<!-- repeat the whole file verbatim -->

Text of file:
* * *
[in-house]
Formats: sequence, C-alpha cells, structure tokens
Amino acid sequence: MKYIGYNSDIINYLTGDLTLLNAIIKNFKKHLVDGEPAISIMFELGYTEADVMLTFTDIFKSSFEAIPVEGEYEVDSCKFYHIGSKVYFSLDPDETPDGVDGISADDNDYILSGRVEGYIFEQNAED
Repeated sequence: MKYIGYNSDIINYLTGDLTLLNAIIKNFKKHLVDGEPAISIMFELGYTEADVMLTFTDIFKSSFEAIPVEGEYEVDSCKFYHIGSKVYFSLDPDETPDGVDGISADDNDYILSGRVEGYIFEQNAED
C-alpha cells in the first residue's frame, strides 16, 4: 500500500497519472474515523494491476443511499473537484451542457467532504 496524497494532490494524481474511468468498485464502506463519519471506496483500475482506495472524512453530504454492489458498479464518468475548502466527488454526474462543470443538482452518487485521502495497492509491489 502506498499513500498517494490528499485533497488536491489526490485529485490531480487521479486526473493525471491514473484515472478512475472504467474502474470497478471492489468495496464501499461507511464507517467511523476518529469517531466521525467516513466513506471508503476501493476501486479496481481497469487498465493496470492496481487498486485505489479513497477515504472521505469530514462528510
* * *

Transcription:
[in-house]
Formats: sequence, C-alpha cells, structure tokens
Amino acid sequence: MKYIGYNSDIINYLTGDLTLLNAIIKNFKKHLVDGEPAISIMFELGYTEADVMLTFTDIFKSSFEAIPVEGEYEVDSCKFYHIGSKVYFSLDPDETPDGVDGISADDNDYILSGRVEGYIFEQNAED
Repeated sequence: MKYIGYNSDIINYLTGDLTLLNAIIKNFKKHLVDGEPAISIMFELGYTEADVMLTFTDIFKSSFEAIPVEGEYEVDSCKFYHIGSKVYFSLDPDETPDGVDGISADDNDYILSGRVEGYIFEQNAED
C-alpha cells in the first residue's frame, strides 16, 4: 500500500497519472474515523494491476443511499473537484451542457467532504 496524497494532490494524481474511468468498485464502506463519519471506496483500475482506495472524512453530504454492489458498479464518468475548502466527488454526474462543470443538482452518487485521502495497492509491489 502506498499513500498517494490528499485533497488536491489526490485529485490531480487521479486526473493525471491514473484515472478512475472504467474502474470497478471492489468495496464501499461507511464507517467511523476518529469517531466521525467516513466513506471508503476501493476501486479496481481497469487498465493496470492496481487498486485505489479513497477515504472521505469530514462528510